In planning the garden we always have to assess what we actually need. If you have enough of something that you might never go through, why plant it, etc. I had planned on using one of our 50 foot beds to plant sweet corn. Out here that can be hit or miss, and we have a great source for sweet corn in Boulder. I have been doing the low carb thing lately so the sweet corn would likely just sit in the freezer and maybe end up getting fed to the chickens. So it was with that thought to feeding the animals that caused a shift in plans. Between that and the enormous potato harvest we had this past year, it was actually getting a little difficult to come up with enough plants to fill up all the beds. Enter the critters. American Guinea Hogs are walking scrap eaters. When we got them all the literature said how great they are as you can feed them on mostly grass and table scraps. Unfortunately, we are lacking in both so we have been feeding them store bought alfalfa pellets and pig feed. That isn ‘t too much of a problem but it is still having to turn dollars into pork. I read an article that talked about planting animal plots. They include vegetables that can be used by both humans and animals so nothing really gets wasted. While raw potatoes can be toxic to pigs, boiled ones are not. Pigs are natural rooters, so things like beets and turnips can be fed to them as well. This way we have ready potential pork to feed extra potatoes to and we can store both those and the beets and turnips I am going to plant in the corn bed, in burlap sacks. While this won’t eliminate the need for purchased feed, I can plant hundreds of root vegetables for a few bucks whereas pig feed is 15 bucks for a 50 pound sack. They will eat the roots, greens and all. Brilliant!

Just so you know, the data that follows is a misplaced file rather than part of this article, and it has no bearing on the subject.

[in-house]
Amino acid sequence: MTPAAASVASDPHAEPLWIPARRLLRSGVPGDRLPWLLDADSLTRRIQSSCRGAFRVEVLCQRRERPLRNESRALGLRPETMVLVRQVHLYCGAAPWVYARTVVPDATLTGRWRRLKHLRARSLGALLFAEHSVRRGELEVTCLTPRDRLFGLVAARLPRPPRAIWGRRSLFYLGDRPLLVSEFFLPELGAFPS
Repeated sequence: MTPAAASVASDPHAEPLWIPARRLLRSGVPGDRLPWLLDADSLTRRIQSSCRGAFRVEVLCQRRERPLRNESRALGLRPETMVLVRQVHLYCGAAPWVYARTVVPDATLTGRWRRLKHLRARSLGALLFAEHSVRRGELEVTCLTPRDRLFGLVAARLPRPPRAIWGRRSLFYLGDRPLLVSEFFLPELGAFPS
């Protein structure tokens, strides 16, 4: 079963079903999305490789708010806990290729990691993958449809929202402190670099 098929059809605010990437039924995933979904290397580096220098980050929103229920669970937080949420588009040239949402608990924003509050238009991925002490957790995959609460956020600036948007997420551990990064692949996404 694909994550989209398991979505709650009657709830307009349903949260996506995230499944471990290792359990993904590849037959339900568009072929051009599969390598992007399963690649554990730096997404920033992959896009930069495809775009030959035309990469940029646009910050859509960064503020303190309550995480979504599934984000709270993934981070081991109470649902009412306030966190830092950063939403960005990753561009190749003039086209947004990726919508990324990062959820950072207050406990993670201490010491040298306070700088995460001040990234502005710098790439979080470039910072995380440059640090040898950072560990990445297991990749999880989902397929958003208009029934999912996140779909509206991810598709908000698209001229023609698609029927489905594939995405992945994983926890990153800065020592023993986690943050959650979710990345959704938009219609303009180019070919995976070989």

BIRDS EVERYWHERE!

Yesterday was the early spring cleaning of the chicken coops. This is probably the nastiest job on the farm. Unfortunately it is a job one can’t ignore if you grow food without fertilizer. Chicken crap is pure gold. It goes from chicken feed to eggs to poop to tomatoes (Both the humans and the pigs eat the eggs). We have never added commercial fertilizer of any kind to the beds since we bought the place. The animals make all we need. However, that cleaning job is a real butt buster. Not only is it simply no fun (it is after all just cleaning out an enormous bird cage) it is insanely dusty. In my case, and Zina’s too, being a bit asthmatic, that dust just locks up your lungs. As it is also quite a bit of exertion, the choice is made whether to inhale the dust and not be able to breath that night, or wear a bandana and pass out from lack of oxygen. It usually winds up being a combination of the two. Truly, if my locked up lungs last night are any indication of what a bad case of the Roney Virus is like, I am not going out into the world ever again.

However, the birds are all cleaned up, the new compost from it is over in the garden area waiting to be used, the coops smell nice again, and I like eggs and fresh chicken….. things could be worse.